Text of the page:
# Strings

## String Predicates

```(string? val)```
Standard String Predicate. Determine if `val` is a string.

## String Constructors

```(make-string length ch)```
Standard String Procedure. Create a new string of length `length`, containing only copies of `ch`.
```(string ch_0 ch_1 ... ch_n)```
Standard String Procedure. Create a new string of length `n`+1, by concatenating all of `ch_0` through `ch_n`.
```(string-append str_0 str_1 ... str_n)```
Standard String Procedure. Create a new string of by joining together `str` through `str_n` in order. (Much like `append`, but for strings, rather than lists.)

## Extracting Information from Strings

```(string-length str)```
Standard String Procedure. Determine the number of characters in `str`.
```(string-ref str pos)```
Standard String Procedure. Extract the character at a specified position from a string. Like `list-ref`, `string-ref` presupposes zero-based indexing; the position is specified by the number of characters that precede it in the string. Hence, the initial character in the string is at position 0, the next at position 1, and so on.)
```(substring str start end)```
Standard String Procedure. Create a new string by selecting the characters at positions `start` to `end`-1 of `str`. Note that `substring`, like `string-ref` uses 0-based indexing.

## Converting Strings

```(string->list str)```
Standard String Procedure. Convert `str` to a list of characters. The ith element of the list is the ith character in the string.
```(list->string char-list)```
Standard String Procedure. Convert `char-list` (which must be a list of characters) to a string. The ith element of the list becomes the ith character in the string.
```(string->number str)```
Standard String Procedure. Given a string that naturally represents a number (e.g., `"23"` or `"3.14"`, or even `"2.11e-5"`), return the corresponding number.
```(number->string num)```
Standard String Procedure. Convert `num` to an appropriate textual representation.

## Comparing Strings

```(string<? str1 str2)```
Standard String Procedure. Determine whether `str1` lexicographically precedes `str2`. Both `str1` and `str2` must be strings.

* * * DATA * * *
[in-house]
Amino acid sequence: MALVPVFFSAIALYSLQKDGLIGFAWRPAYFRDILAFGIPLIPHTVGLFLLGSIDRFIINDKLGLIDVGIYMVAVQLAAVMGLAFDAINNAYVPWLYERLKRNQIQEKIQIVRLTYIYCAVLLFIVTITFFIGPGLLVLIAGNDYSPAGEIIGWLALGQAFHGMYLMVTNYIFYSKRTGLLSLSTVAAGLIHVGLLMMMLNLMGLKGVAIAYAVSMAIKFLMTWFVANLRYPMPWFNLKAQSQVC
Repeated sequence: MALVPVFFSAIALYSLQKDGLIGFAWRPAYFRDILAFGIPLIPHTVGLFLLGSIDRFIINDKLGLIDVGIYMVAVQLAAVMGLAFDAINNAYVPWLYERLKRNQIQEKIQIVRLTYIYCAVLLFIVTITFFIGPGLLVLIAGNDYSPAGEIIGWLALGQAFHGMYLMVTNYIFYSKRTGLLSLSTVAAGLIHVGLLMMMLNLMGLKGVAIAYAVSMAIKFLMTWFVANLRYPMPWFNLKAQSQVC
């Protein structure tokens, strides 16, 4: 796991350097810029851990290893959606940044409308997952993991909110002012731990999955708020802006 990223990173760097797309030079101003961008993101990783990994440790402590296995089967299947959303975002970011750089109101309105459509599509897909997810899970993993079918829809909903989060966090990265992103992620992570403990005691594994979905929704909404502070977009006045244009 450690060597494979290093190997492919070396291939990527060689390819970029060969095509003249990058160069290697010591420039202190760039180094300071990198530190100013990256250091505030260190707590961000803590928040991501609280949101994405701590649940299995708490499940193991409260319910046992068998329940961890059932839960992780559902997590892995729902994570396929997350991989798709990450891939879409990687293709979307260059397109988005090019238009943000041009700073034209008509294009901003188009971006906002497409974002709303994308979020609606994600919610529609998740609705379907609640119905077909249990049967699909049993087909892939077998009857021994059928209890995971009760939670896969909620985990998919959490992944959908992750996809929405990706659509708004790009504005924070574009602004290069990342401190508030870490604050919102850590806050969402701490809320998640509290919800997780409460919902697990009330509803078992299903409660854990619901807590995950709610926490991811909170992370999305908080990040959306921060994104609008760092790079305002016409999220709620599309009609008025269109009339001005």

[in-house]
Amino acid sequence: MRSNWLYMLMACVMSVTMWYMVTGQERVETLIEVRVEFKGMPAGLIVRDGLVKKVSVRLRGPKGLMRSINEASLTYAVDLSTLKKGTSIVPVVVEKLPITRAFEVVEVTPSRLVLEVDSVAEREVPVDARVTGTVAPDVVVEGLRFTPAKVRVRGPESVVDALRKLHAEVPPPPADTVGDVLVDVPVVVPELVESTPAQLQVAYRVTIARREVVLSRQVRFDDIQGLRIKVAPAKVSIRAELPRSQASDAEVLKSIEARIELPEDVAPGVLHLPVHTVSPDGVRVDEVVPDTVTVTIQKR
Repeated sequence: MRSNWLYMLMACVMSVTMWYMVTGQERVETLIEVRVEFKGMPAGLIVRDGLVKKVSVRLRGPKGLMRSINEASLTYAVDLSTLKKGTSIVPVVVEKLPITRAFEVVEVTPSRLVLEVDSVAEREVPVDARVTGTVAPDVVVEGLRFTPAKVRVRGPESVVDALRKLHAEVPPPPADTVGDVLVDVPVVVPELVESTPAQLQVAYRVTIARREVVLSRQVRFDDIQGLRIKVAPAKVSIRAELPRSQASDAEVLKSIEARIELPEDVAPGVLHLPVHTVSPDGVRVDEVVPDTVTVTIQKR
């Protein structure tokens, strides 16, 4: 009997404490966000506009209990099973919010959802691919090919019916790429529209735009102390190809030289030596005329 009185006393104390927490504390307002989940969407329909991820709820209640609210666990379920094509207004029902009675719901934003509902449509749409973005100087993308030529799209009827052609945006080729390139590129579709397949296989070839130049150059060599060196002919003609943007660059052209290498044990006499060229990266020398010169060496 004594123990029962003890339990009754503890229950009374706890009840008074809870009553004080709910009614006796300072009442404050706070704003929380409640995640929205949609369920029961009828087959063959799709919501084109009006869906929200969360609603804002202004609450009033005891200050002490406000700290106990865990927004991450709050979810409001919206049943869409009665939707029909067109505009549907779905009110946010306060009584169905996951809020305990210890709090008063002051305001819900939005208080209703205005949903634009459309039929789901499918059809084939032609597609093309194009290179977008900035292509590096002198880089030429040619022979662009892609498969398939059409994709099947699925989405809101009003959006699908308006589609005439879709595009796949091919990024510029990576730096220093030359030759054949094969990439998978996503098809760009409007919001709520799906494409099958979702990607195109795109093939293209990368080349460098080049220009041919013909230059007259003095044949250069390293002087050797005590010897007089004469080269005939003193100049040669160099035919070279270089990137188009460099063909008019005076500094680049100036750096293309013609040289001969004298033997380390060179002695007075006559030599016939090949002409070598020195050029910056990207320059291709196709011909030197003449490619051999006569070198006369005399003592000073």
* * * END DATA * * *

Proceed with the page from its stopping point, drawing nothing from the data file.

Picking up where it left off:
```(string<=? str1 str2)```
Standard String Procedure. Holds if `str1` is either the same as `str2` or if `str1` lexicographically precedes `str2`. Both `str1` and `str2` must be strings.
```(string=? str1 str2)```
Standard String Procedure. Holds if `str1` is the same as `str2`. Both `str1` and `str2` must be strings.
```(string>=? str1 str2)```
Standard String Procedure. Holds if `str1` is either the same as `str2` or if `str1` lexicographically follows `str2`. Both `str1` and `str2` must be strings.
```(string>? str1 str2)```
Standard String Procedure. Determine whether `str1` lexicographically follows `str2`. Both `str1` and `str2` must be strings.
```(string-ci<? str1 str2)```
Standard String Procedure. Determine whether `str1` lexicographically precedes `str2`, ignoring case. Both `str1` and `str2` must be strings.
```(string-ci<=? str1 str2)```
Standard String Procedure. Holds if `str1` is either the same as `str2` or if `str1` lexicographically precedes `str2`, ignoring case. Both `str1` and `str2` must be strings.
```(string-ci=? str1 str2)```
Standard String Procedure. Holds if `str1` is the same as `str2`, ignoring case. Both `str1` and `str2` must be strings.
```(string-ci>=? str1 str2)```
Standard String Procedure. Holds if `str1` is either the same as `str2` or if `str1` lexicographically follows `str2`, ignoring case. Both `str1` and `str2` must be strings.
```(string-ci>? str1 str2)```
Standard String Procedure. Determine whether `str1` lexicographically follows `str2`, ignoring case. Both `str1` and `str2` must be strings.

Samuel A. Rebelsky, rebelsky@grinnell.edu

Copyright (c) 2007-10 Janet Davis, Matthew Kluber, Samuel A. Rebelsky, and Jerod Weinman. (Selected materials copyright by John David Stone and Henry Walker and used by permission.)

This material is based upon work partially supported by the National Science Foundation under Grant No. CCLI-0633090. Any opinions, findings, and conclusions or recommendations expressed in this material are those of the author(s) and do not necessarily reflect the views of the National Science Foundation.

This work is licensed under a Creative Commons Attribution-NonCommercial 2.5 License. To view a copy of this license, visit `http://creativecommons.org/licenses/by-nc/2.5/` or send a letter to Creative Commons, 543 Howard Street, 5th Floor, San Francisco, California, 94105, USA.